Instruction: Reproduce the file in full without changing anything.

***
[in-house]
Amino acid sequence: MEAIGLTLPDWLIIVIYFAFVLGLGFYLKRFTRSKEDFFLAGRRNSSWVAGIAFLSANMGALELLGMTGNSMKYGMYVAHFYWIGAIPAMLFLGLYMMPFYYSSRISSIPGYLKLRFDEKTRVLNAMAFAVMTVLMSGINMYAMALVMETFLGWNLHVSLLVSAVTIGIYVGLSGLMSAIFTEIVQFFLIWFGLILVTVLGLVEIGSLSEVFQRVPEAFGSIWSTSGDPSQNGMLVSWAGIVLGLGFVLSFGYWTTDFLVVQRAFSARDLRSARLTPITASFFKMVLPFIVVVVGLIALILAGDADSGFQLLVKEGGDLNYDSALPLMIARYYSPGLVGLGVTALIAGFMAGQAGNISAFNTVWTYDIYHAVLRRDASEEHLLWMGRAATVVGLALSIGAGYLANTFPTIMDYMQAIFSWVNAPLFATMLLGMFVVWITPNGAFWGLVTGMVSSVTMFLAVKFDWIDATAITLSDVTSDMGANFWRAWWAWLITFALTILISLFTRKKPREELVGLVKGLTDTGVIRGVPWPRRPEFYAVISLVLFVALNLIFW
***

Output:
[in-house]
Amino acid sequence: MEAIGLTLPDWLIIVIYFAFVLGLGFYLKRFTRSKEDFFLAGRRNSSWVAGIAFLSANMGALELLGMTGNSMKYGMYVAHFYWIGAIPAMLFLGLYMMPFYYSSRISSIPGYLKLRFDEKTRVLNAMAFAVMTVLMSGINMYAMALVMETFLGWNLHVSLLVSAVTIGIYVGLSGLMSAIFTEIVQFFLIWFGLILVTVLGLVEIGSLSEVFQRVPEAFGSIWSTSGDPSQNGMLVSWAGIVLGLGFVLSFGYWTTDFLVVQRAFSARDLRSARLTPITASFFKMVLPFIVVVVGLIALILAGDADSGFQLLVKEGGDLNYDSALPLMIARYYSPGLVGLGVTALIAGFMAGQAGNISAFNTVWTYDIYHAVLRRDASEEHLLWMGRAATVVGLALSIGAGYLANTFPTIMDYMQAIFSWVNAPLFATMLLGMFVVWITPNGAFWGLVTGMVSSVTMFLAVKFDWIDATAITLSDVTSDMGANFWRAWWAWLITFALTILISLFTRKKPREELVGLVKGLTDTGVIRGVPWPRRPEFYAVISLVLFVALNLIFW